Fred Koenekamp, ASC, sat next to director Franco Zeffirelli, looking at dailies for The Champ in a makeshift projection room set up in their hotel. As he watched the film, Koenekamp’s own impression was that the footage looked good, but as the film unspooled, Zeffirelli became increasingly agitated. “He started tapping on the table with his hand,” recalls Koenekamp, “and all of a sudden, he jumped up and ran out of there. He hit the projection machine, the picture went off the screen, and I thought, ‘My god, what’s wrong?’ I was devastated!
“Everybody came down to my room, and there were about 10 of us sitting there. We knew he was upset, but we didn’t know why. The phone rings. I pick it up, and it’s Franco.
“‘Fred,’” he said, “‘I’m calling you to apologize for what went on in there, because I must have worried you.’
“He said he had sent a rewrite on that scene and the studio wouldn’t okay it. He felt the dialogue was all wrong. He hated the scene, not the photography. The people in the room were watching me, and they could tell things were better. I could see it in their faces. It turned out fine, but those are the little scary things that happen.”
Released in 1979, The Champ was Koenekamp’s 33rd feature, following such classics as Patton (1970), Papillon (1973), The Towering Inferno (1974) and Islands in the Stream (1977). He clearly knew his craft as a cinematographer, but he was every bit as anxious as he had been when he stepped onto a courtroom set as director of photography for the MGM television series The Lieutenant in 1963. “The production department had given me a lecture: ‘You’re not here to make friends, you’re not here to be a hero on the set, you’re here to get 11 or 12 pages done a day.’ I walked on the set, and all of a sudden it hit me: ‘My god! You’re the first cameraman! What are you going to do?’ Luckily, I had some good crew members!”
From his first film job as a camera loader at RKO in 1947, Koenekamp, the recipient of this year’s ASC Lifetime Achievement Award, served a 16-year apprenticeship before he became a director of photography. It wasn’t always an easy road, even though he had the advantage of being the son of cinematographer Hans Koenekamp, ASC. “It didn’t mean that much as a young kid that my dad worked in pictures,” he says. “But every once in a while, he would take me to the studio on Saturdays. He was in Special Effects at Warner Bros., and Stage 5 housed the Camera and Special Effects Department. There was a balcony that overlooked the stage where they had all the miniatures. I used to just love to go up there and look around.”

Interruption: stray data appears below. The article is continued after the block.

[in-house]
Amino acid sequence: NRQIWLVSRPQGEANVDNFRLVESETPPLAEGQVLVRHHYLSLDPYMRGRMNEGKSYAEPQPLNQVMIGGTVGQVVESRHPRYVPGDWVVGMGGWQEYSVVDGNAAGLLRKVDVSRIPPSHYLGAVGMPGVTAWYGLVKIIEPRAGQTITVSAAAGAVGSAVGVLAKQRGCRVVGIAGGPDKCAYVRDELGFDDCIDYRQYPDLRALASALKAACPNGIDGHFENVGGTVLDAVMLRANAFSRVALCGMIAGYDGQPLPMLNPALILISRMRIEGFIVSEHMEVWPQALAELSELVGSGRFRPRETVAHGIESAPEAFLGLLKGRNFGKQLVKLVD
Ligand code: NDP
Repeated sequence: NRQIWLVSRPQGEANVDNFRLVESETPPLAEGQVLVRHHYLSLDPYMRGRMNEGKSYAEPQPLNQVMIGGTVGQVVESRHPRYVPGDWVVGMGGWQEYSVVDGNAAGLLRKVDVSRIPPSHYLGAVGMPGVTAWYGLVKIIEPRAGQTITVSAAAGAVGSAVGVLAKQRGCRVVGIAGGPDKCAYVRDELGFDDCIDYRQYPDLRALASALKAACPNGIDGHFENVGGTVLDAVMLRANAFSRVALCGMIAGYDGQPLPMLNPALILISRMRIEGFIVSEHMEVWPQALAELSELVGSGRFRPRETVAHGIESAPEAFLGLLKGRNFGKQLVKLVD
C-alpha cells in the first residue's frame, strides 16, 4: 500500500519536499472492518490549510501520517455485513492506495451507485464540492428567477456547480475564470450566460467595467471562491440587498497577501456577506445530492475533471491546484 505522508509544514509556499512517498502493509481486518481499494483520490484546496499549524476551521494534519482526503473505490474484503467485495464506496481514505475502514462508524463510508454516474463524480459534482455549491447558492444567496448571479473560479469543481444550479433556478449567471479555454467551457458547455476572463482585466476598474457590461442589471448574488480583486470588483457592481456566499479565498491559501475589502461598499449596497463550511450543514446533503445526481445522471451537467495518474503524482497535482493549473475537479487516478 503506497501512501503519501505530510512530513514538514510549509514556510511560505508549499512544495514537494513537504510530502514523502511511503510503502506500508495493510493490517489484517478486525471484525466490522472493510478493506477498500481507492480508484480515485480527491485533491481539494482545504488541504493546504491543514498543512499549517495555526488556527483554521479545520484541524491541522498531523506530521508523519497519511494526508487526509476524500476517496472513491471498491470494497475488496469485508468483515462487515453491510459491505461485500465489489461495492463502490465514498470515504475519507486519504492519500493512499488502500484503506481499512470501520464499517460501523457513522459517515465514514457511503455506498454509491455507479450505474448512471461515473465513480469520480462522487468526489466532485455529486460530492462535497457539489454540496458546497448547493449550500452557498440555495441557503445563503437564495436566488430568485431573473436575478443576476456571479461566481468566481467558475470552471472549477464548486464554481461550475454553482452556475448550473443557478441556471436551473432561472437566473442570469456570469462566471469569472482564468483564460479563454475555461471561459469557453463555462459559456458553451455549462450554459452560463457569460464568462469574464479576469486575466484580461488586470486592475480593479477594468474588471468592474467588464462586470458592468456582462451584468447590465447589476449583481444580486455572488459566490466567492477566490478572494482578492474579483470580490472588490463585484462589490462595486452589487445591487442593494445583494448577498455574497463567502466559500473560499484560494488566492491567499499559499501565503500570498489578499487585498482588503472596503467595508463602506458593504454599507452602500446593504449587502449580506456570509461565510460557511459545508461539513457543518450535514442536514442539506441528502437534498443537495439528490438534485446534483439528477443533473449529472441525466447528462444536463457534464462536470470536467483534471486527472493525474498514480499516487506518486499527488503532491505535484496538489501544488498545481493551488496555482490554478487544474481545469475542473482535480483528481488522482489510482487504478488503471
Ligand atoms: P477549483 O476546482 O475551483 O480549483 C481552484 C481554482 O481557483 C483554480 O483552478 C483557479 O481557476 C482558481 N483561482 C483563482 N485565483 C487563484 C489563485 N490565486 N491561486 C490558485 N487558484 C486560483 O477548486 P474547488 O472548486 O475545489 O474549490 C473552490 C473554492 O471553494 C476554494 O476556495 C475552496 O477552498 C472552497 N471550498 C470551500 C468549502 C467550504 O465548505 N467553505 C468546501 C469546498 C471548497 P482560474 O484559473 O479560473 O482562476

But trips to the studio did not foster any desire for a film career for himself. Koenekamp was interested in airplanes and hoped to pursue a career in aviation. He learned to fly and enrolled in the commercial-aviation program at the University of Southern California, but World War II intervened. He didn’t want to be drafted, and his father refused to sign the paperwork that would have allowed him to enlist in the Army Air Corps, so the junior Koenekamp enlisted in the Navy and served in the South Pacific.
“I was in the Navy for three and a half years. After that I took a couple of months to see old friends and take it easy, and then I decided I’d go back to school. In the meantime, I’d met a girl, and luckily a job offer came to start as a film loader at RKO. Herb Aller was head of the cameraman’s union, and he was a really good guy. I think my dad talked to him, because it was Herb who called me. I was almost 24, and I thought, ‘I’m not that excited about going to school. I’d better take this job and then I can get married.’ That was really the beginning of it, because all of a sudden I was totally fascinated by the picture business.
“Bill Eglington was the head of the camera department at RKO. He had an associate named Ted Winchester, and they were both just great to me. They wanted me to learn. In my spare time in the loading room, they had me working on cameras and learning how to take care of them. It was a great experience. But unfortunately, the first five years in the business were really up and down. The studios were busy, and then all of a sudden they weren’t, and you’d get laid off. I was married by that time, so I did all kinds of screwball jobs just to try to keep things going. During one of the dry spells, a friend offered me a job in his wholesale liquor business in Arizona, but I gave the studio my phone number [when I left]. I hated the job I had down there in Tucson.
“Lo and behold, one day the phone rang, and it was Bill Eglington at RKO. He said, ‘We’re going into a number of 3-D things. Would you like to come back?’ I said, ‘I’ll be there tomorrow.’”
The 1953 3-D fad provided a rare opportunity. The Natural Vision rigs utilized two cameras and required a fair amount of loving care and adjustment. “They had me testing cameras and working with Ted Winchester,” recalls Koenekamp. “We were shooting tests, but not with people; there were a lot of things to test with the 3-D setups. Then business picked up enough that they made me an assistant cameraman, and my first picture as an assistant at RKO was Underwater! , which starred Jane Russell and was directed by John Sturges. We went over to Hawaii and shot there for six or seven weeks. I learned to do underwater work. Harry Wild was the cinematographer on that picture.